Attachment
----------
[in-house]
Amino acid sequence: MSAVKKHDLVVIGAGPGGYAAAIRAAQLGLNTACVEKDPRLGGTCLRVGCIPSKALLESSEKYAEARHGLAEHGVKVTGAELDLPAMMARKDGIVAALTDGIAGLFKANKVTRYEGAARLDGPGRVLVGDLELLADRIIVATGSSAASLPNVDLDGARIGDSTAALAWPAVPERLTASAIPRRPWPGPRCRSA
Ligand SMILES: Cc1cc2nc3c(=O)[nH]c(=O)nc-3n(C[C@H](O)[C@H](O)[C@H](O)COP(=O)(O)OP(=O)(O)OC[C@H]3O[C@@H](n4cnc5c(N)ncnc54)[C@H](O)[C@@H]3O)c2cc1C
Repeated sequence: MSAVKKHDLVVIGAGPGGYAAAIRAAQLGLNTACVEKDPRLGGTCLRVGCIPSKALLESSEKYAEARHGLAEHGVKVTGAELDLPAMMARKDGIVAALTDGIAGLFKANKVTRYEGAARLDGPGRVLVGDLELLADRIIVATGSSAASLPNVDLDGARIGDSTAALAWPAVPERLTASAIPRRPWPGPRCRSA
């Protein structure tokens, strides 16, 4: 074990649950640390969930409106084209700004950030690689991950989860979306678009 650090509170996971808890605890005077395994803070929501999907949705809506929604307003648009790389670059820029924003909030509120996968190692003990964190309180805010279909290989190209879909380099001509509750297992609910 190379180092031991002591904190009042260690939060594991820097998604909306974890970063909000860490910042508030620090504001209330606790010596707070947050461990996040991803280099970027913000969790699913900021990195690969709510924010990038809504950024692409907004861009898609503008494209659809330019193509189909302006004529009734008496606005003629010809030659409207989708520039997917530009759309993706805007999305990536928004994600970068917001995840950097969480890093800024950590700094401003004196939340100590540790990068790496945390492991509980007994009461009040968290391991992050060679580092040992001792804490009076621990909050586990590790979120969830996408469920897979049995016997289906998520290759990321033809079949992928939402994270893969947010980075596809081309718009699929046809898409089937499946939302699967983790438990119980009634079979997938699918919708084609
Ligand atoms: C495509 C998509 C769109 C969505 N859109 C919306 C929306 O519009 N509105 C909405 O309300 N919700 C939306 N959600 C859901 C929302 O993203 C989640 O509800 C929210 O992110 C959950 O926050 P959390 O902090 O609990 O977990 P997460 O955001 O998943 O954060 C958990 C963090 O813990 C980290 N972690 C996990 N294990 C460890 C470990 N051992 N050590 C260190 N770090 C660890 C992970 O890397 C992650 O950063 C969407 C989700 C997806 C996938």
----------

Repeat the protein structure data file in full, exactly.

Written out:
[in-house]
Amino acid sequence: MSAVKKHDLVVIGAGPGGYAAAIRAAQLGLNTACVEKDPRLGGTCLRVGCIPSKALLESSEKYAEARHGLAEHGVKVTGAELDLPAMMARKDGIVAALTDGIAGLFKANKVTRYEGAARLDGPGRVLVGDLELLADRIIVATGSSAASLPNVDLDGARIGDSTAALAWPAVPERLTASAIPRRPWPGPRCRSA
Ligand SMILES: Cc1cc2nc3c(=O)[nH]c(=O)nc-3n(C[C@H](O)[C@H](O)[C@H](O)COP(=O)(O)OP(=O)(O)OC[C@H]3O[C@@H](n4cnc5c(N)ncnc54)[C@H](O)[C@@H]3O)c2cc1C
Repeated sequence: MSAVKKHDLVVIGAGPGGYAAAIRAAQLGLNTACVEKDPRLGGTCLRVGCIPSKALLESSEKYAEARHGLAEHGVKVTGAELDLPAMMARKDGIVAALTDGIAGLFKANKVTRYEGAARLDGPGRVLVGDLELLADRIIVATGSSAASLPNVDLDGARIGDSTAALAWPAVPERLTASAIPRRPWPGPRCRSA
């Protein structure tokens, strides 16, 4: 074990649950640390969930409106084209700004950030690689991950989860979306678009 650090509170996971808890605890005077395994803070929501999907949705809506929604307003648009790389670059820029924003909030509120996968190692003990964190309180805010279909290989190209879909380099001509509750297992609910 190379180092031991002591904190009042260690939060594991820097998604909306974890970063909000860490910042508030620090504001209330606790010596707070947050461990996040991803280099970027913000969790699913900021990195690969709510924010990038809504950024692409907004861009898609503008494209659809330019193509189909302006004529009734008496606005003629010809030659409207989708520039997917530009759309993706805007999305990536928004994600970068917001995840950097969480890093800024950590700094401003004196939340100590540790990068790496945390492991509980007994009461009040968290391991992050060679580092040992001792804490009076621990909050586990590790979120969830996408469920897979049995016997289906998520290759990321033809079949992928939402994270893969947010980075596809081309718009699929046809898409089937499946939302699967983790438990119980009634079979997938699918919708084609
Ligand atoms: C495509 C998509 C769109 C969505 N859109 C919306 C929306 O519009 N509105 C909405 O309300 N919700 C939306 N959600 C859901 C929302 O993203 C989640 O509800 C929210 O992110 C959950 O926050 P959390 O902090 O609990 O977990 P997460 O955001 O998943 O954060 C958990 C963090 O813990 C980290 N972690 C996990 N294990 C460890 C470990 N051992 N050590 C260190 N770090 C660890 C992970 O890397 C992650 O950063 C969407 C989700 C997806 C996938």